Until then, Fernley’s main attraction for the casual visitor is the collection of Native American stone-, bone- and beadwork displayed on the walls of The Wigwam Cafe. The artifacts are arranged in their frames with creative flair, which is interesting, but presented without any information, which is frustrating.
Fernley’s recent growth has been stimulated by the growth and rising home prices in Reno, 30 miles west, and by industrial development which has attracted major companies: amazon.com and Wal-Mart both have major distribution centers here, and Trex, the company which transforms recycled and reclaimed plastic grocery bags, pallet wrap and waste wood into composite decking, has a plant here.
Fernley’s quietest secret: It’s 100 years old this year.
Fernley’s most embarrassing secret: No-one knows where the name came from.
Dennis Meyers reminds me that “The Professionals” was released on November 2, 1966 — 40 years ago and counting.
The movie starred Burt Lancaster, Robert Ryan, Lee Marvin, Jack Palance, Woody Strode, Claudia Cardinale and The Valley of Fire. Sets built for the movie remained a favorite landmark in Valley of Fire State Parkfor many years.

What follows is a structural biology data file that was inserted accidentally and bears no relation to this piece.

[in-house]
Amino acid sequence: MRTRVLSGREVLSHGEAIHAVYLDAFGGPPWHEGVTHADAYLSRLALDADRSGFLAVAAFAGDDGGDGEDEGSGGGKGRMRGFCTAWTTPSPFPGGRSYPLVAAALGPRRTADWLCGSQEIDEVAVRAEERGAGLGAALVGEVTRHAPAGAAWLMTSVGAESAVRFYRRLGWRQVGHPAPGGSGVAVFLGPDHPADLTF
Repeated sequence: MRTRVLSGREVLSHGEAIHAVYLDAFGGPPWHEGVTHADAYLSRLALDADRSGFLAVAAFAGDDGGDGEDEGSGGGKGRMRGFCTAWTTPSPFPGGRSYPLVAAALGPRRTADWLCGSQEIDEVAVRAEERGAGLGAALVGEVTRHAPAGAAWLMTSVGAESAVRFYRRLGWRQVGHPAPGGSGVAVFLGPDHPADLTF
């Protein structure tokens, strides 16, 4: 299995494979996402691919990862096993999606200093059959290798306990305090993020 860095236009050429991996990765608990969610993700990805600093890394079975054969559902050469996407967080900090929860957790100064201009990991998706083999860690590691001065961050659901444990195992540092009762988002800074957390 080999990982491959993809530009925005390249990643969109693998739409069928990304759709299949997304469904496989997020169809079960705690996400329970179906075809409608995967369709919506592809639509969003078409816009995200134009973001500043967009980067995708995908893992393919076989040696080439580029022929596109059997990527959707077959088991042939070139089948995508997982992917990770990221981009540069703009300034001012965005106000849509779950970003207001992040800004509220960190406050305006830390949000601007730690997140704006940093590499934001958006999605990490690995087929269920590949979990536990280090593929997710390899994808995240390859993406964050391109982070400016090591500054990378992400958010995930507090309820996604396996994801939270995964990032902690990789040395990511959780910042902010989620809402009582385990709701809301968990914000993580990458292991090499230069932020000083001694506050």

Dennis also confides that this was Abbie Hoffman’s favorite movie.
Sheriff Stone writes from Gold Point that work has begun on renovation of another cabin in that historic collection of sun-fried shacks south of Goldfield. “The man
who previously owned it was John Cook. So, after a little thought we came up with the name, ‘Cook’s Shack’. It’s quite the shack now but it has lots of possibilities.
“We took most of the junk lying on the ground around the shack and screwed it to all the outside walls for decoration and a place to put it rather than throw it away.
“We’d been slowly cleaning out the cabin over a years time or so. You could hardly walk through it at the beginning, only aisles from one room to the next. Underneath the old linoleum floor in the living room were newspapers from 1937, mostly from the San Francisco Examiner. The best finds were a special edition of the Golden Gate Bridge with a picture taken of the bridge without cars taking up the whole front page, taken the day before it opened for traffic. Inside had pictures and stories of how the bridge was built. We will put some of the real good ones in picture frames and hang throughout the cabin when finished.”